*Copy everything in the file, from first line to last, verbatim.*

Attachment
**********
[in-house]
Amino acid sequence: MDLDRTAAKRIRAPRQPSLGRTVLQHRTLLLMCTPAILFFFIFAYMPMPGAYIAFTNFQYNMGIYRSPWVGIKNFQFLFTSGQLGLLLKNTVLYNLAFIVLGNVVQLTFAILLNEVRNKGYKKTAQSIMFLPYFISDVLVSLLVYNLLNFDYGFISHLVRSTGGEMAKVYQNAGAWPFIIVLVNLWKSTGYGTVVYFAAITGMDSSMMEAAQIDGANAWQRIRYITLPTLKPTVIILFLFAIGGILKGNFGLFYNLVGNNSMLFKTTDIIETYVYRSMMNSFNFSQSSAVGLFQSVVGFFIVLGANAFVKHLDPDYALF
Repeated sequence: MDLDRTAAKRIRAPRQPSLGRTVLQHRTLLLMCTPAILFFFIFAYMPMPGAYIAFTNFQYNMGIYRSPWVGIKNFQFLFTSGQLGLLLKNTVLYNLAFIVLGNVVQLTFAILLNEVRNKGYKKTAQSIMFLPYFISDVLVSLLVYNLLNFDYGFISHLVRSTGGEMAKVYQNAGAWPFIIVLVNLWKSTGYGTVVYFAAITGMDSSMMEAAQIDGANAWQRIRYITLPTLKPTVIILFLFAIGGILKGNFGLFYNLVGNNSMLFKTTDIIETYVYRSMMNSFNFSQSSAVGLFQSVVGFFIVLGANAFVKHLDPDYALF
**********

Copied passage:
[in-house]
Amino acid sequence: MDLDRTAAKRIRAPRQPSLGRTVLQHRTLLLMCTPAILFFFIFAYMPMPGAYIAFTNFQYNMGIYRSPWVGIKNFQFLFTSGQLGLLLKNTVLYNLAFIVLGNVVQLTFAILLNEVRNKGYKKTAQSIMFLPYFISDVLVSLLVYNLLNFDYGFISHLVRSTGGEMAKVYQNAGAWPFIIVLVNLWKSTGYGTVVYFAAITGMDSSMMEAAQIDGANAWQRIRYITLPTLKPTVIILFLFAIGGILKGNFGLFYNLVGNNSMLFKTTDIIETYVYRSMMNSFNFSQSSAVGLFQSVVGFFIVLGANAFVKHLDPDYALF
Repeated sequence: MDLDRTAAKRIRAPRQPSLGRTVLQHRTLLLMCTPAILFFFIFAYMPMPGAYIAFTNFQYNMGIYRSPWVGIKNFQFLFTSGQLGLLLKNTVLYNLAFIVLGNVVQLTFAILLNEVRNKGYKKTAQSIMFLPYFISDVLVSLLVYNLLNFDYGFISHLVRSTGGEMAKVYQNAGAWPFIIVLVNLWKSTGYGTVVYFAAITGMDSSMMEAAQIDGANAWQRIRYITLPTLKPTVIILFLFAIGGILKGNFGLFYNLVGNNSMLFKTTDIIETYVYRSMMNSFNFSQSSAVGLFQSVVGFFIVLGANAFVKHLDPDYALF